I'm trying to understand the process of deriving the master equation in this article. The system in general is composed of two interacting qubits each of which is coupled to their local thermal bath and both of them are coupled to a common bath. The figure below describes the system.

Scheme of the two qubits interacting with thermal baths

In section 2.3.1 the authors neglect the interaction between qubits so the system hamiltonian of the two qubits become:

$H_S = \frac{\omega_1}{2}\sigma_1^z + \frac{\omega_2}{2}\sigma_2^z$

which is already diagonal in the ‘canonical basis’ $|00\rangle, |01\rangle, |10\rangle, |11\rangle$ with eigenvalues respectively $E_0 = -\omega_+/2, E_1 = -\omega_-/2, E_2 = \omega_-/2, E_3 = \omega_+/2$ where $\omega_{\pm}=\omega_1 \pm \omega_2$. In order to derive the jump operators we must decompose the system-bath interaction Hamiltonian such that:

$H_I = \sum_{\beta} A_{\beta}(t) \otimes B_{\beta}(t)$

in which $A_{\beta}(t)$ are the system operators. From the interaction Hamiltonian in the article (equation 4 of the article), we see that the system components of the interaction Hamiltonian are $\sigma_i^x$ and $\sigma_i^z$. The jump operators can be found using (equation 17):

$A_{\beta}(\omega) = \sum_{\epsilon'-\epsilon=\omega} |\epsilon\rangle \langle \epsilon| A_{\beta} |\epsilon'\rangle \langle \epsilon'|$

where $|\epsilon\rangle$ are the basis of the eigenvectors of the system Hamiltonian $H_S$ which I have given above. Using this relation, the authors go on to derive the jump operators, stating that:

In the interaction Hamiltonian we can find the system operators $\sigma_j^x$ and $\sigma_j^z$ coupled to the bath operators, with $j=1, 2$. Their decomposition in terms of jump operators is readily written according to equation (17):

And then they write the jump operators as:

$\sigma_j^x(\omega_j) = \sigma_j^-, \sigma_j^x(-\omega_j) = \sigma_j^+ \rightarrow \sigma_j^x = \sigma_j^- + \sigma_j^+, \sigma_j^z(0) = \sigma_j^z \rightarrow \sigma_j^z = \sigma_j^z$

I didn't understand how they derived this last part. I know that they have used the equation 17 of the article and this is a simple question but for some reason I can't figure out how they did this. For example when I try to find $\sigma_1^x(\omega_1)$ using equation 17, I get:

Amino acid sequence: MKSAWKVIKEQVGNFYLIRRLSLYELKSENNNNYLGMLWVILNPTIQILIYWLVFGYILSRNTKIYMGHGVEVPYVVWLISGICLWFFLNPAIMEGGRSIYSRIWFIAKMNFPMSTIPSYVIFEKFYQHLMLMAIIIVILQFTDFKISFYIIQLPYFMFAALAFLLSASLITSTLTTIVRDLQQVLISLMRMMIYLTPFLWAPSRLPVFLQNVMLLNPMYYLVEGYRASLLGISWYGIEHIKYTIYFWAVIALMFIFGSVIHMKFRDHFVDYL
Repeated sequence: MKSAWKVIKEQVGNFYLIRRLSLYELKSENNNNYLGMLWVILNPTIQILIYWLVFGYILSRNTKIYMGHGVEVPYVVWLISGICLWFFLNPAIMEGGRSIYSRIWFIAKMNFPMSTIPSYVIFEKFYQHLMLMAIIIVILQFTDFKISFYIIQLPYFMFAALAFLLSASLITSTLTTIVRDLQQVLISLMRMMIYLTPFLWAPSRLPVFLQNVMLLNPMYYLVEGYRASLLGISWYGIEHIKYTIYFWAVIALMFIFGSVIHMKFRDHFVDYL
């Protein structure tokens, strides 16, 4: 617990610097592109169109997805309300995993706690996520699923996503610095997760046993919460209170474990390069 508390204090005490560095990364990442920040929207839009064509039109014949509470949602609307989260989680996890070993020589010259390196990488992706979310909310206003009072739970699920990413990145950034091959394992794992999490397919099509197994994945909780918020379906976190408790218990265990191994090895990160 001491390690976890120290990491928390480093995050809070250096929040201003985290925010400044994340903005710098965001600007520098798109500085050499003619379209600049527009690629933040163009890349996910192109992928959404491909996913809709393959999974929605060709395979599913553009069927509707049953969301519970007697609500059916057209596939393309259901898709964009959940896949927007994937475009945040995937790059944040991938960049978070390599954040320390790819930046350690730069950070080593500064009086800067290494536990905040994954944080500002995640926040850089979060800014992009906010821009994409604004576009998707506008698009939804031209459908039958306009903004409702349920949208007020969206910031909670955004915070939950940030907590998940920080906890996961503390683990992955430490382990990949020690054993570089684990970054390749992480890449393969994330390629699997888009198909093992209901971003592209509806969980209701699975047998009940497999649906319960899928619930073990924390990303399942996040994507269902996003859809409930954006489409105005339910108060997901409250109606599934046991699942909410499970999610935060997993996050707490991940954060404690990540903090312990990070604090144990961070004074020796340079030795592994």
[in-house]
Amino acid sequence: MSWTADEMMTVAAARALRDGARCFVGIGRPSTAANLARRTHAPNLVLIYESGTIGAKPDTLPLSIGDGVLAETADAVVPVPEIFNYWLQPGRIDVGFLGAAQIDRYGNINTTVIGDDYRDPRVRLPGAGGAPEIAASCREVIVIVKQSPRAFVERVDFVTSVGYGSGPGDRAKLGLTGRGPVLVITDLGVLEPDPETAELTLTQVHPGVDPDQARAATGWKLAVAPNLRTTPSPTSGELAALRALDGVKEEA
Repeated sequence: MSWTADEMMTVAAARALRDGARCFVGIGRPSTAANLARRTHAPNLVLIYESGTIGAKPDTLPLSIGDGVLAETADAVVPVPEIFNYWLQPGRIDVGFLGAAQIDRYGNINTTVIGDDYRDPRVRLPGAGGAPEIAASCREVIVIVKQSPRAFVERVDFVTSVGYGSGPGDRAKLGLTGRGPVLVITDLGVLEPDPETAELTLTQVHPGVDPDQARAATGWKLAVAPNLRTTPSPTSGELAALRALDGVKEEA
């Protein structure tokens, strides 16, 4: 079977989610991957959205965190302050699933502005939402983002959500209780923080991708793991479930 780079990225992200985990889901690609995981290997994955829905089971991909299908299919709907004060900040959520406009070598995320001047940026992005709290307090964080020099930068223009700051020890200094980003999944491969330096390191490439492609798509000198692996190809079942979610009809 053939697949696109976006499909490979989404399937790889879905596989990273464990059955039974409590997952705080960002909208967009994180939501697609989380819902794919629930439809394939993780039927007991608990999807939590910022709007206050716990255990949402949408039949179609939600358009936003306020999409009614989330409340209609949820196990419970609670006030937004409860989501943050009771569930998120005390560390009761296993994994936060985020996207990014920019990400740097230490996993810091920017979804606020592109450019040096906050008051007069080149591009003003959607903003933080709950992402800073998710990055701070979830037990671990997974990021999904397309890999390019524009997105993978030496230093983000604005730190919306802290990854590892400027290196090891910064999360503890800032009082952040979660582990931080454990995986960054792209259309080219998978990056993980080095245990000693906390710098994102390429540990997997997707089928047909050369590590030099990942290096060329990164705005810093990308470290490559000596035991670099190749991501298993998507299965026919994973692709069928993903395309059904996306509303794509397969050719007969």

$\sigma_1^x(\omega_1) = |00\rangle \langle 00|\sigma_1^x |10\rangle \langle 10| + |01\rangle \langle 01|\sigma_1^x |11\rangle \langle 11| = |00\rangle \langle 10|+|01\rangle \langle 11|$

However the text states that $\sigma_1^x(\omega_1) = \sigma_1^-$. I don't know where I have made a mistake. The questions are:

1- What is the step-by-step derivation for the jump operators? Also how do we decide how many transitions are possible and which operators correspond to which transitions?

2- Is it possible to figure out what transitions will we have and to which operators will they correspond before doing these calculations and have a pictorial idea of the problem like figure (b)? I'm asking this because the figure is given before the derivation of the jump operators. So I suspect there is a way to visualize the transitions, the operators corresponding to those transitions and their energies just by looking at the interaction Hamiltonian.

  • 1
    $\begingroup$ Note that the authors are using the standard convention $\sigma_1^-:=\sigma_1^-\otimes\mathbb{I}_2$. This means that $\sigma_1^-=|00\rangle\langle10|+|01\rangle\langle 11|$, which is exactly what you have found. $\endgroup$ Commented Jul 9, 2021 at 10:44

1 Answer 1


I am reading the same paper and here is how to derive their jump operators:

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